Otherwise I’m in favour of your general mantra of “being proactive of prevention of mental illness”. :)
That's true, John, you have to work your way up to prolonged fasting. I started with intermittent fasting, eating once a day, then 2-3 day fasting, then regular 3 days, then 5 days, then up to 7-8 days. I take some electrolytes to guard against the symptoms of dizziness - 50/50 mix of sodium/potassium and some magnesium does the trick for me. My blood pressure has been fantastic since I started this new plan. You can't just dive into full on fasting if you're used to a carb rich diet. You have to get your reliance on carbs down first, if not outright keto. I found once I was fat adapted, I could fast with ease and I feel very sharp and vital while doing so. It's not for everyone, but I think it's something people could put some research into if they want to try a natural approach to managing their health and mood. It's certainly been the most potent thing I've ever tried. I think the constant rebounding of carbohydrates and insulin levels and blood sugar is quite destabilising to multiple aspects of one's health. If nothing else, i think all people should eliminate sugar and junk food from their diet - which is hard to do if you're addicted to it, but the benefits are enormous. Diet and health is essential for mental health.
 

Lemma

Premiership Player
Jun 4, 2010
4,185
1,227
Fogarty St
AFL Club
North Melbourne
(I'm in Melbourne)
Anyone else just a bit aimless at the moment? I'm lucky enough to still have a job, but when I get home- what do people do? I mostly just cook dinner and read and sleep. Just feeling pretty uninspired-is this what life is? Maybe I need a new hobby- can anyone suggest a good iso hobby?
Not knowing when the lockdown will end is really draining- anyway just felt like venting a little.

I hope everyone is doing OK :)
 

mxett

Brownlow Medallist
Jul 1, 2007
24,569
10,266
Melbourne
AFL Club
Essendon
(I'm in Melbourne)
Anyone else just a bit aimless at the moment? I'm lucky enough to still have a job, but when I get home- what do people do? I mostly just cook dinner and read and sleep. Just feeling pretty uninspired-is this what life is? Maybe I need a new hobby- can anyone suggest a good iso hobby?
Not knowing when the lockdown will end is really draining- anyway just felt like venting a little.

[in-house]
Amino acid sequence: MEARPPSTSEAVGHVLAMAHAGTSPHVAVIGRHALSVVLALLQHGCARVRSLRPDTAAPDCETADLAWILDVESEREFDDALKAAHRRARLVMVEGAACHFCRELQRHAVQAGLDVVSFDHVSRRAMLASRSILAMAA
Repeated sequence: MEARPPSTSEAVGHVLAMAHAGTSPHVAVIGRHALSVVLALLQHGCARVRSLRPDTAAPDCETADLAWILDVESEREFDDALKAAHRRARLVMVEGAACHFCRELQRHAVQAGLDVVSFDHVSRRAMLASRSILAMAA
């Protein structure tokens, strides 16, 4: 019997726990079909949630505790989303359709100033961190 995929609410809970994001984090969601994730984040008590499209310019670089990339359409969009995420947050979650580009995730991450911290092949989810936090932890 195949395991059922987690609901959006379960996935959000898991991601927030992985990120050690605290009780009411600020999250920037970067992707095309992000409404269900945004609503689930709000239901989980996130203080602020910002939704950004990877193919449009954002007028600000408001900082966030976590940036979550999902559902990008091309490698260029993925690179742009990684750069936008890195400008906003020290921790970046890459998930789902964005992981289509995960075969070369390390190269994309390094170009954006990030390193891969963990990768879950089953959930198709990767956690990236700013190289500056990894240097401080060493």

I hope everyone is doing OK :)
I feel like this often at the moment. I don't think we are alone either. It'll pass, just make the most of it. Find something different to do. Jigsaw, learn an instrument, research and dive into a new hobby
 

Ando727

Norm Smith Medallist
Dec 12, 2009
6,055
12,645
Hobart
AFL Club
Melbourne
(I'm in Melbourne)
Anyone else just a bit aimless at the moment? I'm lucky enough to still have a job, but when I get home- what do people do? I mostly just cook dinner and read and sleep. Just feeling pretty uninspired-is this what life is? Maybe I need a new hobby- can anyone suggest a good iso hobby?
Not knowing when the lockdown will end is really draining- anyway just felt like venting a little.

I hope everyone is doing OK :)
Go grab yourself a guitar and go for it!
 

LeverPuller

BigFooty Tanker
Jun 23, 2011
31,533
34,868
Q49, Olympic Stand
AFL Club
Melbourne
Other Teams
Newcastle United Seattle Seahawks
Well it’s as good a time as any.
Two weeks ago I lost my job due to a shitty boss.
Today my housemate told me she’s moving out and my landlord said if I can’t scoped taking the lease solo I have to move out.

Got 4 weeks. With no proof of income to put on a rental form.

Had a panic attack this afternoon. The dark place is back.
 

Shane Heard

Premiership Player
Mar 11, 2018
3,579
6,094
AFL Club
Essendon
The best forum on the interwebs that’s full of never ending positive videos and pics that’ll make you smile...🙂

 

Chief

Electric Boogaloo
Dec 1, 1999
87,430
60,833
Brisbane
AFL Club
Carlton
Well it’s as good a time as any.
Two weeks ago I lost my job due to a shitty boss.
Today my housemate told me she’s moving out and my landlord said if I can’t scoped taking the lease solo I have to move out.

Got 4 weeks. With no proof of income to put on a rental form.

Had a panic attack this afternoon. The dark place is back.
Sorry to hear this mate.
 

mxett

Brownlow Medallist
Jul 1, 2007
24,569
10,266
Melbourne
AFL Club
Essendon
Well it’s as good a time as any.
Two weeks ago I lost my job due to a shitty boss.
Today my housemate told me she’s moving out and my landlord said if I can’t scoped taking the lease solo I have to move out.

Got 4 weeks. With no proof of income to put on a rental form.

Had a panic attack this afternoon. The dark place is back.
bugger. Got family or friends you could stay with until you find your feet?
 

Deliverance

Brownlow Medallist
Jun 19, 2011
10,157
14,022
MCG
AFL Club
Hawthorn
Well it’s as good a time as any.
Two weeks ago I lost my job due to a shitty boss.
Today my housemate told me she’s moving out and my landlord said if I can’t scoped taking the lease solo I have to move out.

Got 4 weeks. With no proof of income to put on a rental form.

Had a panic attack this afternoon. The dark place is back.
That sucks mate. Any gov supports you can call on?
 

LeverPuller

BigFooty Tanker
Jun 23, 2011
31,533
34,868
Q49, Olympic Stand
AFL Club
Melbourne
Other Teams
Newcastle United Seattle Seahawks
bugger. Got family or friends you could stay with until you find your feet?
A couple of mates but we’re in the height of a pandemic and I’m freaking out about not finding a job. White collar everything has evaporated with no end in sight.

That sucks mate. Any gov supports you can call on?
In the process of doing it but I’m so bloody worried that I won’t get a rental.
 

Deliverance

Brownlow Medallist
Jun 19, 2011
10,157
14,022
MCG
AFL Club
Hawthorn
A couple of mates but we’re in the height of a pandemic and I’m freaking out about not finding a job. White collar everything has evaporated with no end in sight.



In the process of doing it but I’m so bloody worried that I won’t get a rental.
You could potentially lowball a long term agreement with an air bnb'er? Not ideal obviously, but could buy some time. Or maybe rent a room off Gumtree. Just offer below what they're asking.